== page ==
Bold efforts to push academic publishing towards an open-access model are gaining steam. Negotiators from libraries and university consortia across Europe are sharing tactics on how to broker new kinds of contracts that could see more articles appear outside paywalls. And inspired by the results of a stand-off in Germany, they increasingly declare that if they don’t like what publishers offer, they will refuse to pay for journal access at all. On 16 May, a Swedish consortium became the latest to say that it wouldn't renew its contract, with publishing giant Elsevier.

A lot of this research in partially or fully tax-funded, and as such, published articles must be freely available to the public. Good development.

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Hands-on with the RED Hydrogen One
By Thom Holwerda on 2018-05-20 20:45:39

We just got a look at the upcoming RED Hydrogen One smartphone at an event meant for "RED Pioneers" (read: superfans). It is, without a doubt, one of the most ambitious smartphones in years from a company not named Apple, Google, or Samsung. It's an Android phone with a 5.7-inch display and top-tier phone specs, but that description doesn't do justice to what RED is trying to accomplish here.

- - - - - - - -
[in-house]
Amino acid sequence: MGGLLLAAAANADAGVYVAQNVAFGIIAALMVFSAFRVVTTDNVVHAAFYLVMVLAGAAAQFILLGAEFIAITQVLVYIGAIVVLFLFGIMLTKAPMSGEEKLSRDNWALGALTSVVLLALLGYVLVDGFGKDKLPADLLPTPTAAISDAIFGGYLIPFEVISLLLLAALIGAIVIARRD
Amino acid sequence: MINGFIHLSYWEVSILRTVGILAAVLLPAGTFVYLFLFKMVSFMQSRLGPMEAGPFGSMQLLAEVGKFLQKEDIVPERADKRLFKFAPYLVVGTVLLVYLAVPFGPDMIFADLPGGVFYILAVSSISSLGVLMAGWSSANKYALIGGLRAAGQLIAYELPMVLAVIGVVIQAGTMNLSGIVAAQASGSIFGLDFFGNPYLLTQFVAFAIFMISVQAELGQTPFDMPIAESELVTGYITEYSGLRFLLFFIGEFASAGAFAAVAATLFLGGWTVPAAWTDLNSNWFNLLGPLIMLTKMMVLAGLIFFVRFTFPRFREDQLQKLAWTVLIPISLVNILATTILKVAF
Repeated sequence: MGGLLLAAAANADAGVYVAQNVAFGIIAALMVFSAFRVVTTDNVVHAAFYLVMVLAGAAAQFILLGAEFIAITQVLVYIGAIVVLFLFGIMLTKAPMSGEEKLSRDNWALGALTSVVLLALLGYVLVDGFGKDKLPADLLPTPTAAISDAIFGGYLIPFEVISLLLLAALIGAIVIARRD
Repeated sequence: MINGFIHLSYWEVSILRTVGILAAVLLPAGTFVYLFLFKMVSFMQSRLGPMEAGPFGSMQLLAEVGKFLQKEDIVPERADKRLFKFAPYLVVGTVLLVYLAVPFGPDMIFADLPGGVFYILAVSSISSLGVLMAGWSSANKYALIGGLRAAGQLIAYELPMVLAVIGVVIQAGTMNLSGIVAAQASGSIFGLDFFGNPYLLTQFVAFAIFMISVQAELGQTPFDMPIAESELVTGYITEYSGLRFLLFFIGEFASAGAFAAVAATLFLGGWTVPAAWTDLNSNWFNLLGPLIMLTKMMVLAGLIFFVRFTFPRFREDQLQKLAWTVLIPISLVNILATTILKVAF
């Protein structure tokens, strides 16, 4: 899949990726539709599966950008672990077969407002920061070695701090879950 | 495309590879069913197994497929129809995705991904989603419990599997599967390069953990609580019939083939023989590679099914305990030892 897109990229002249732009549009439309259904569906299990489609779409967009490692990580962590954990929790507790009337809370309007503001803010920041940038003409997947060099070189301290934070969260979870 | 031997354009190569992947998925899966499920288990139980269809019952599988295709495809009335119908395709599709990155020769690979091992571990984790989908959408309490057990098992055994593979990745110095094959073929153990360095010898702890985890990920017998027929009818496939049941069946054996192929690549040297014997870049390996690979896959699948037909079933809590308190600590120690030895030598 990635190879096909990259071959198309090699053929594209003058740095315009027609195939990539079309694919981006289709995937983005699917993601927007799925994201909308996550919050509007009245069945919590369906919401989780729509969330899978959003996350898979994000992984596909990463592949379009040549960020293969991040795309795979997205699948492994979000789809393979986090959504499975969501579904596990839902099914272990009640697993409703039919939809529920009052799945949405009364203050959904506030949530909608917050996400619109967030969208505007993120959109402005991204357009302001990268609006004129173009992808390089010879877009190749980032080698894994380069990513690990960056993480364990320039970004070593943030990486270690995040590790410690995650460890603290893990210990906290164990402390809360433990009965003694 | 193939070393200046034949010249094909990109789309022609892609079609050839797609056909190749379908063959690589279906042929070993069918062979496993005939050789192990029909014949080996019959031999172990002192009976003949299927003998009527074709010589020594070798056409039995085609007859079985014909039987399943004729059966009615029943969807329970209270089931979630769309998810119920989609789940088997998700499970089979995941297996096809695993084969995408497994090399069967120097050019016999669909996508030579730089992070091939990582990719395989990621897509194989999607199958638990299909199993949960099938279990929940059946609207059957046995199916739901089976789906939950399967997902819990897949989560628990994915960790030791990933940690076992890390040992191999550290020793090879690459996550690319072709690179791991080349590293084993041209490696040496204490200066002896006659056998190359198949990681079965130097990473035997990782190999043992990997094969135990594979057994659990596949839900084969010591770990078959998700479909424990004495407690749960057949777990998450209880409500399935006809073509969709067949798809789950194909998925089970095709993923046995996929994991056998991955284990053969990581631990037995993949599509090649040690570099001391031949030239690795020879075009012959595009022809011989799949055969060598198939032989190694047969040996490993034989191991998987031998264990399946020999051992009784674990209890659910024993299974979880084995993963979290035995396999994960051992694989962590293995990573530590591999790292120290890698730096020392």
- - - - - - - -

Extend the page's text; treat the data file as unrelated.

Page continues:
The company better known for high-end 4K cameras with names like "Weapon" and "Epic-w" isn't entering the smartphone game simply to sell you a better Android phone (though it does have both Verizon and AT&T signed on to support it). No, this phone is meant to be one piece of a modular system of cameras and other media creation equipment - the company claims it will be "the foundation of a future multi-dimensional media system".

I doubt this phone will ever have any mass-market success, but that's not really the point anyway. I like that RED is trying something new, something different, and takes it to the extreme with this industrial design. The module system here is different from previous failed attempts at doing so in that it's designed to tie in with RED's popular and expensive camera's and lenses from other big camera brands, instead of trying to appeal to the mass market.

This might actually work out.

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Inside the 76477 Space Invaders sound effect chip
By Thom Holwerda on 2018-05-19 20:39:38

The 76477 Complex Sound Generation chip (1978) provided sound effects for Space Invaders and many other video games. It was also a popular hobbyist chip, easy to experiment with and available at Radio Shack. I reverse-engineered the chip from die photos and found some interesting digital circuitry inside. Perhaps the most interesting is a shift register based white noise generator, useful for drums, gunshots, explosions and other similar sound effects. The chip also uses a digital mixer to combine the chip's different sound generators. An unusual feature of the chip is that it uses Integrated Injection Logic (I2L), a type of digital logic developed in the 1970s with the goal of high-density, high-speed chips.